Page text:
EU lawyers claiming the Russian annexation of Crimea as legal is a hoax

One lawyer does not mean all EU lawyers; immigrants attacking a shepherd dog and HAARP causing hurricanes in the US are hoaxes, too.

Hoax on immigrants attackign two German shepdherds and ebing bitten yb themHoax on immigrants attackign two German shepdherds and ebing bitten yb them (Source:

EU lawyers see Crimea annexation as legal

The recent internet story which claimed that the annexation of Crimea by Russia is legal, that in fact it was not annexation but an autonomous decision, is ascribed to “lawyers of the European Union”. It received hundreds, maybe thousands, of reactions although the post is in line with the Russian view of the situation and ignores the fact that the referendum on self-determination was organised only after the Russian army invaded Crimea.

The story, which was also posted on Facebook by the Nové Zámky branch of the Sme Rodina party of Boris Kollár, became the focus of the website, which discloses and clarifies internet hoaxes. notes that this story is based on a real analysis – which is authored by lawyer Christian de Fouloy, head of the Association of Accredited Lawyers for Relations with Public Bodies of the EU (AALEP). AALEP is a lobby, non-profit organisation that has nothing in common with EU bodies. EU lobbyist Oleg Rumyantsev, a Russian professor and advisor of the federal Russian service for intellectual property, appears on its website. Thus, this analysis is the work of a single lobbyist group connected to Kremlin, rather than that of “EU lawyers”.

Immigrants attacked two German shepherd dogs

An old video with a deceiving headline became the hit of disinformation websites.

The video now spreading on websites (e.g., and foreign sites) and social networks claims that two immigrants attacked two German shepherds, who then bite one of them badly.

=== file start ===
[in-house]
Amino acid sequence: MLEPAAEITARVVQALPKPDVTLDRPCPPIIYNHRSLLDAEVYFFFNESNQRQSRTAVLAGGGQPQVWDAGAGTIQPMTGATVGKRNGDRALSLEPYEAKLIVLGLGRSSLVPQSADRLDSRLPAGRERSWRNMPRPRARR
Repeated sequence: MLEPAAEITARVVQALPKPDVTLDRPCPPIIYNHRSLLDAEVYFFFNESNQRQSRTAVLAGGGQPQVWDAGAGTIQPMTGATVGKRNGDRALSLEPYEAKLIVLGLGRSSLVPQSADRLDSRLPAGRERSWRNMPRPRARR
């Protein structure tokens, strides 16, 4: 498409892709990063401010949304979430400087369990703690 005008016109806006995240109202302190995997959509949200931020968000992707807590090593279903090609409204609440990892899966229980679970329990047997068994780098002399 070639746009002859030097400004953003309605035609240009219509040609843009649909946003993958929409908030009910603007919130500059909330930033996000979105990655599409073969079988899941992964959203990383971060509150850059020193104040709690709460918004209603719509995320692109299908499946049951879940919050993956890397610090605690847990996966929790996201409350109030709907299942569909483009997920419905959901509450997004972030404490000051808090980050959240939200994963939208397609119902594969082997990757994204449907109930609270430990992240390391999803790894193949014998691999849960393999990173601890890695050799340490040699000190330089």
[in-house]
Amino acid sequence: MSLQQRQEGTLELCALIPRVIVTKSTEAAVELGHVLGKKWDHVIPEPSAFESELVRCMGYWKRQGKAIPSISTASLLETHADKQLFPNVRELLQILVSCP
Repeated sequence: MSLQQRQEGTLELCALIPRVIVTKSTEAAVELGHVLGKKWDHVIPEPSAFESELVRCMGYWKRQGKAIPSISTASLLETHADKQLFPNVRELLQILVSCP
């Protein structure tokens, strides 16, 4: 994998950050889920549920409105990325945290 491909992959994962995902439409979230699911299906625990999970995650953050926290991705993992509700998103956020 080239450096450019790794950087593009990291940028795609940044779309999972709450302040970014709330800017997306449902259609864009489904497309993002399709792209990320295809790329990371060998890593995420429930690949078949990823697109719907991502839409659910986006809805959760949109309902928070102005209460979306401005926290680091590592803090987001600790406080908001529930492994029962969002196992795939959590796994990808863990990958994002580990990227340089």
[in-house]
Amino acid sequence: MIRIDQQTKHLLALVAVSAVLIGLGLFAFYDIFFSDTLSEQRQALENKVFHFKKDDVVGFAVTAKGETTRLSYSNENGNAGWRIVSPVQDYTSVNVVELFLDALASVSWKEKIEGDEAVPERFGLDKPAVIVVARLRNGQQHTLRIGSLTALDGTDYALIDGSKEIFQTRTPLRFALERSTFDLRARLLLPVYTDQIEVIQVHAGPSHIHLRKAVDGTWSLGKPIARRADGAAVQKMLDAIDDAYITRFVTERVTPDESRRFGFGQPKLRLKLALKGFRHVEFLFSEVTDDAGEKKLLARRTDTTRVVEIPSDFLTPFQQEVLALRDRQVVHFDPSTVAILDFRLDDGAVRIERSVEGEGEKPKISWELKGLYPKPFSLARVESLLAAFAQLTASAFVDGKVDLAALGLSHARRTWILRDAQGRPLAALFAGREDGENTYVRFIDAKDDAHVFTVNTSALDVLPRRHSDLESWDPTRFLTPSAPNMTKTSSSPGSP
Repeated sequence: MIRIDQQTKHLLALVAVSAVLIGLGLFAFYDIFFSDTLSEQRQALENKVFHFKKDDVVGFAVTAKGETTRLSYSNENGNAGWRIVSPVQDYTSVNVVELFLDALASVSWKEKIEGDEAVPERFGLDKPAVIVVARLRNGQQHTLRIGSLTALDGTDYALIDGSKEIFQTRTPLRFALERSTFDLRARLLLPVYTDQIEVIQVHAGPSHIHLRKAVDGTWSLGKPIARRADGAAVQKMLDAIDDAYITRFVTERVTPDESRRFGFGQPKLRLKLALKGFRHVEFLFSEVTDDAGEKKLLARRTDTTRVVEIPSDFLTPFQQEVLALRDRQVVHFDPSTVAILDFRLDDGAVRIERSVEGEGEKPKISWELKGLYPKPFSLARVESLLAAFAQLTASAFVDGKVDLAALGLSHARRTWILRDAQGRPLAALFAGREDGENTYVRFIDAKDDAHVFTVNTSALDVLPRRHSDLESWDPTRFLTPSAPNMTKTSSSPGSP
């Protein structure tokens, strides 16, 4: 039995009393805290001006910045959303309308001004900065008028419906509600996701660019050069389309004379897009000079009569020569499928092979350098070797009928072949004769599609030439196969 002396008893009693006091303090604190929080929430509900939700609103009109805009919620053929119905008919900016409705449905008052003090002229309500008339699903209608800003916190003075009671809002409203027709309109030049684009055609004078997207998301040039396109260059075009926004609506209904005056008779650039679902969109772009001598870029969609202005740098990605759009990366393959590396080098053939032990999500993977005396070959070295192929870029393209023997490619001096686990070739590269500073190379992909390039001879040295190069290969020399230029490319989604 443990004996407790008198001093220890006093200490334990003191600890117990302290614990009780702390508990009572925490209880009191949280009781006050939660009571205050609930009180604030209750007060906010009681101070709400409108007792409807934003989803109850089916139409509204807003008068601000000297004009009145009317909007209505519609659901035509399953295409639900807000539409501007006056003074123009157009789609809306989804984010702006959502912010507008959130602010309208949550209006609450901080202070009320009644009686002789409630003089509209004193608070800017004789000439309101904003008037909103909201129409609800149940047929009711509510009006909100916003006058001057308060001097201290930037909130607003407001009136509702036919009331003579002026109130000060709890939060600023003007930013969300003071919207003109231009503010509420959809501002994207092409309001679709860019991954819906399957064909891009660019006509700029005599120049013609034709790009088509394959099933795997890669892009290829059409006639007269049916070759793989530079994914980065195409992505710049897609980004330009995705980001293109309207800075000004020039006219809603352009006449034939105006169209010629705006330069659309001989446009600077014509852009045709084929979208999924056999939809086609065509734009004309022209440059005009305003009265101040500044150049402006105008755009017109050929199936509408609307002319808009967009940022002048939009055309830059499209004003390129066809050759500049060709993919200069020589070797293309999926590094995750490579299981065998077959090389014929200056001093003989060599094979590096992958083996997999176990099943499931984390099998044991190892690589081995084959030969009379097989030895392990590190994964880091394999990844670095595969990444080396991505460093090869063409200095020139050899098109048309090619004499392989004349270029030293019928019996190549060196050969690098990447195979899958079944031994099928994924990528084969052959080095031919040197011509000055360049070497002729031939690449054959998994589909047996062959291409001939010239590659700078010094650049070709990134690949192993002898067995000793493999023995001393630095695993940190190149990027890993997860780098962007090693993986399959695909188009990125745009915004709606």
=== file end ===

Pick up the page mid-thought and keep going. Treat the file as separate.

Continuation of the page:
English subtitles on YouTube state that the two are immigrants in Europe.

The videos appeared on Czech servers beginning in September 2017 and on YouTube in 2016. However, this video can be also found dated April 24, 2013. The headline of the original video ties it to Casablanca in Morocco, and a still older video is dated to April 23, 2013 on the website. This and the date hint that the incident has nothing to do with the migration crisis in Europe.

The Czech websites spreading the video are openly “spreading politically incorrect opinions”, and are full of nationalist, xenophobic and anti-Western materials.

Hurricanes in America are created by HAARP, new hoax claims

Globalists issues and orders for geo-engineers to cause absolute shock and fear in America, with artificial hurricanes Harvey and Irma.

This sentence is from a story on the Czech disinformation website, but it is not the only internet source spreading conspiracy theories surrounding the recent hurricane season in the Atlantic. Several Facebook groups have spread a link to a British story on, which writes that famous scientist Michio Kaku has confirmed that HAARP was behind both hurricanes.

Both stories are lies, however: Yournewswire wrote that Kaku confirmed in an interview for the CBS that HAARP was behind the current series of hurricanes. The interview video meant to prove this is over one year old (dated October 21, 2016) and the author writes that it dates back to 2013. Moreover, the HAARP system is not even mentioned in the interview; Kaku only talks about laboratories trying to impact weather with laser beams and notes that technologies to influence weather, e.g. to bring about rain, already exist.

The story is even worse, as it accuses unspecified “globalists”, “geo-engineers” or the new world order of influencing weather. Moreover, it makes claims like, “Currently, everyone knows that Harvey was artificially directed at the Texas coast, and we can believe that Irma, similarly, will also be navigated to a specific target”.

Facts and fiction

Citing an unknown authority and ad populum argument (“currently, everyone knows”) belong among classic logical mistakes that strive to add trustworthiness to information without citing a specific source.

HAARP has inspired many conspiracy theories, despite not officially functioning since 2014. It was launched in 1990 as a project to research the qualities of the ionosphere. Even now, conspiracy theories attribute it to natural disasters like earthquakes or extreme weather.

Although HAARP had strong transmitters, they were not strong enough to impact weather and were still too weak when compared to natural sources like lightning.

© Sme

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